Every now and again I see a tongue in cheek write up about jargon and vocabulary use that makes us communications professionals have a little laugh, then a think and then look at ourselves in the mirror. This recent one by Louise Powney is the best I’ve read in a long while and, cough, quite close to home. Take a read and pop back! It spawned this post on a similar theme.
I really haven’t felt like saying this in a fair while, so to put it down in words obviously means something has changed. This week has been a good week. I mean a really good week.
Good, not so much for what’s been produced workwise or on the home front, though I’ve had my moments, but in terms of realising I’ve had a period where I’ve been saying I’m fine in the usual pleasantries, when actually it’s been a bloody hard slog and I probably haven’t been fine.
I’ve noticed things this week that made me realise I’ve got my mojo back, which is good.
Like fog, grey areas can be places where it is difficult to see what is going on and where sight of the bigger picture can be lost. Continue reading “The grey area of disruption – a breakthrough from #agecamp”
This week I attended #buyyorkshire, the North’s biggest business conference put on by the Yorkshire Mafia. Great event and the two speakers I saw didn’t disappoint. Sir Ranulph Fiennes, explorer, and former football referee Howard Webb MBE. Both achieved against the odds, and both so passionate and committed in what they did.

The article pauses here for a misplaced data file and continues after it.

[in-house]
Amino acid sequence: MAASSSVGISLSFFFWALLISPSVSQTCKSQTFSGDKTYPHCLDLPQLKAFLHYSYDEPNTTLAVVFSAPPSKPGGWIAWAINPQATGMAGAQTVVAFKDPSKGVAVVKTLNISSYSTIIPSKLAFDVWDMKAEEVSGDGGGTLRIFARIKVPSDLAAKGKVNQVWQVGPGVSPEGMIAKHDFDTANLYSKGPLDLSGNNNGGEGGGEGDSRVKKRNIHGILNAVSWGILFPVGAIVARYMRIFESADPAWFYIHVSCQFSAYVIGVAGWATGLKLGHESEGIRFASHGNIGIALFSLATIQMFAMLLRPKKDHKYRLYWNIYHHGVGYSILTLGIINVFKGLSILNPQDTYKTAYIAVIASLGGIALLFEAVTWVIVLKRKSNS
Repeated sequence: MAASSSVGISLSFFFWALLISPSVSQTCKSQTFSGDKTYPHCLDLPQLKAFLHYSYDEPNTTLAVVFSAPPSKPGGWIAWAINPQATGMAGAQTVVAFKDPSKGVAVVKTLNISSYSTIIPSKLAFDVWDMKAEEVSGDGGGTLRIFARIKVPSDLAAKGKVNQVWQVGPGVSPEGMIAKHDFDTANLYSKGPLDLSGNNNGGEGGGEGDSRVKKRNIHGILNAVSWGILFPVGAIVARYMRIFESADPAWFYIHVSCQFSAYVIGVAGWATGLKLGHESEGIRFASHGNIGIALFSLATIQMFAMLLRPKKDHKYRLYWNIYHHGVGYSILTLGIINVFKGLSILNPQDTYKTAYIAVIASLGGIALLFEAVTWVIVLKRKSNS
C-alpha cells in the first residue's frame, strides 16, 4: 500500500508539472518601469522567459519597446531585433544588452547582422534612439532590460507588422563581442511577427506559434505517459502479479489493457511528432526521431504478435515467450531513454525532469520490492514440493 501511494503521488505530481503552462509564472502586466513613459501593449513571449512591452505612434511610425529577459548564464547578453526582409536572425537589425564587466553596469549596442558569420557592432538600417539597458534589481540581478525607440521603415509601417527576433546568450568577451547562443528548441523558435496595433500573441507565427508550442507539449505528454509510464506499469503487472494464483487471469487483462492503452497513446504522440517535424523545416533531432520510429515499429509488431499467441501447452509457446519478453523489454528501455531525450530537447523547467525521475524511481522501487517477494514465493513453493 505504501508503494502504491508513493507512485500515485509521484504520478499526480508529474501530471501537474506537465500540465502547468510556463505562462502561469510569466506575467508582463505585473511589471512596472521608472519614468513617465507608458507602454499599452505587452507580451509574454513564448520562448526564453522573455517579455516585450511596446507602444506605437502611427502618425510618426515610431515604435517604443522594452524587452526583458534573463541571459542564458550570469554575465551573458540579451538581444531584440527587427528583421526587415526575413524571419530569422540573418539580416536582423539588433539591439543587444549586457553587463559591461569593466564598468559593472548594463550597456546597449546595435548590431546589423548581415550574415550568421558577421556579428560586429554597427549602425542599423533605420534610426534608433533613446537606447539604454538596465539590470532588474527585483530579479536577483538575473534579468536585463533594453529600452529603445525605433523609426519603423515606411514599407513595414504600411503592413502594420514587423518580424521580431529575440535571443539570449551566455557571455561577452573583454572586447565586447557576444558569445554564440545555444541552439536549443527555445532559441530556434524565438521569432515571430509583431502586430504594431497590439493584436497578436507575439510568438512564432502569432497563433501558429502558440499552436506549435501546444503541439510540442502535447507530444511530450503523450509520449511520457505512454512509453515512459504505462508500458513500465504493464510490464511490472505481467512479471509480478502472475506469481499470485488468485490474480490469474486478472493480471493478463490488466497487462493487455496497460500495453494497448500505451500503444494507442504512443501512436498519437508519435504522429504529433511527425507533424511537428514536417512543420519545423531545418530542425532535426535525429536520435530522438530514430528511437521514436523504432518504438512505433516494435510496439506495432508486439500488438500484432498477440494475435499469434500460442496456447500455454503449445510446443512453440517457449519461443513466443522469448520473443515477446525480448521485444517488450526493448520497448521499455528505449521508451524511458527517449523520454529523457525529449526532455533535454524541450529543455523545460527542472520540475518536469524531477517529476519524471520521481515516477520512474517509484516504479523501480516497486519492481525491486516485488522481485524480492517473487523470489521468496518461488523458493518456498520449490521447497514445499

Summarising Howard Webb’s talk with images, he described how ordinary people with passion, dedication and a little bit of luck can achieve great things. He certainly did. Continue reading “Pleasing all the people”
Not that I entered the communications profession for an easy ride but some topics are more sensitive to talk about than others, as is finding the most appropriate way, places and times for people to access and understand what is being communicated. Having trust in those explaining things is a big issue too. “I’m a PR guy I would say that wouldn’t I” etc More on that here.
Sometimes it doesn’t matter if not everyone knows about something. There are times when people do find out about things but they might not be interested. There are however times when people need to know the implications of something as they might need to make a choice that affects them or others. Times when they need to understand what is being talked about so they see it as being for them. Continue reading “Simplifying my quantified self”
The only time I can recall a guaranteed ‘more from less’ was a science experiment at school. Set fire to ammonium dichromate and watch the orange crystals triple in size as they turn into a green mass. It had no purpose other than leave a huge mess and waste 20 minutes of a science lesson. No doubt others remember that bit of science as it threw up something not quite believable. And then there’s a story I heard about bread and fish.